You can’t have one minute twice, but you can use it to create something different for the future. That’s a huge lesson I try to apply each day anew: to not be fixed in an old identity but to make a better one today. The time filled with identities of family, nursing, sports, has passed. Everything changed since. Now it’s time to contemplate other things, like how to not be stopped by the limitations of getting older, how to still develop myself better, i.e. by seeking answers to so many life questions I still have. I keep getting more questions about the how and the why; they started a process that never ended about doing detection about the reasons why humans exist, what is that mysterious theatre between the human and its causer. Searching for natural identities made my life so much richer; there is an unstoppable progression. The feeling of self-worth started to prevail and that process is still going on. My identity is now formed by what I question, the researches I do and the many detection fieldtrips I make all around the world, always looking for what the deeper causes and reasons are why something would exist: what made it, what’s it for? I’ve changed in how I go on with people and with problems of life, especially when you get older. There’s so much that bothers me not. Often I’m asked why so many problems are not a big deal for me. One reason is paying respect to each other, knowing that in each is a spirit that is a piece of God, whatever may be one’s religion.

I’m preparing for death, but in fact I still feel young the ‘me’ inside the body and I still look to the future with hopes and visions and expectations. It’s a blessing and a joy to get older, and with a big dose of humour it’s easy to bear the diminishing health of the body.

Birgit Christensen (67), Denmark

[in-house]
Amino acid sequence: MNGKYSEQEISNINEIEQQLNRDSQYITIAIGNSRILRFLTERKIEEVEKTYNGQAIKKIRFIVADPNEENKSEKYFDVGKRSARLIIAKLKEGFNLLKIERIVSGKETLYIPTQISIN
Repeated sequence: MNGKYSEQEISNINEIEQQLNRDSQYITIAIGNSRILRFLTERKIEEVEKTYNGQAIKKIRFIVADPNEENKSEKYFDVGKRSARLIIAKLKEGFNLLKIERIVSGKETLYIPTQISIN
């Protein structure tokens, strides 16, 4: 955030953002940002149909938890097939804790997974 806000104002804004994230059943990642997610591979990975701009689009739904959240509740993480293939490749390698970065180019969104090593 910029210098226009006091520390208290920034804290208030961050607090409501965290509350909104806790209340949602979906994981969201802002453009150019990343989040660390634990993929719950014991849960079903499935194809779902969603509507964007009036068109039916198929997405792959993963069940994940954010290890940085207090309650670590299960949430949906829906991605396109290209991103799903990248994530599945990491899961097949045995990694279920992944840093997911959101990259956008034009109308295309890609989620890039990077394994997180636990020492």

My identity at my age now is much more internally focused than before. It’s like the tide of ebbing is going on outside of me, but inside there’s a whole rich flood. The natural identity tries to find out who I really am before I leave the planet. It’s a very important and ongoing process. At the same time I try to pay back for being gifted a life: my identity prompts me to be a caretaker at the house and community meeting places, by keeping a place clean. I use my sensitivity and forecast to refine, balance and make the environment of the place welcoming and inviting to people, the processes that take place in the different forums and workshops and I take care that there are good atmospheres maintained. Another way that the identity prompts me, as I’m getting older, is to be a counsellor to people in an informal way. In that context I use my experience in life as a nurse together with my learning that I keep doing in the area of personal development and growing my personal religion. Now, being in my third age, the most important issue for me is to reach as far as I can to pay back for the magnificence of life by passing experience to others because I’ve been given so much richness from it in my life. Getting older is in one way better than being young, because you’ve built something real that is the ‘you inside’. You come to an age where you must reach to that place inside, you’re almost forced to go there, there’s such a strong need. After menopause I felt that now is the time for the discovery of the inner life. You can’t see it on the outside, nobody knows that inside is such a flow, in which you feel more, there is more insight, more knowing, it’s much more intimate, like going into a garden. You see that everything is part of a bigger world. I used to have a busy job as mother and nurse. But it never was about me, I was always in the identities of the world. Yet I loved being a nurse, I was so glad to help people. But then in my fifties I had to find out about myself, not about children and other people. I only found myself at 55, and it’s still going on, it’s such a journey to find out who you exactly are. You can be so many things, but so many layers are put on you when you’re young. At 50 I found that’s not me, I have now to pull off layers, like habits. That confrontation with the many selves on this ‘know yourself’ journey has absolutely given me a bigger opportunity to find out about what life is. I’ve always searched for spirituality and religion and I couldn’t find it in books. Now I’ve found it inside myself. I’m more a devotional person; it’s working through feelings in me. I’ve got a much broader spectrum about life and about the afterlife. I don’t know how it will be but I prepare for my death by being as much of help as I can, not for egotistical reasons but because I’ve got wisdom to share. Even if you’re not physically strong anymore you can always be helping and willing. People often phone me for counsel, because I seem to be good at settling people. I still want to do a lot in life, to be of help. That is my great drive. What better is there to do if it’s to assist the whole along?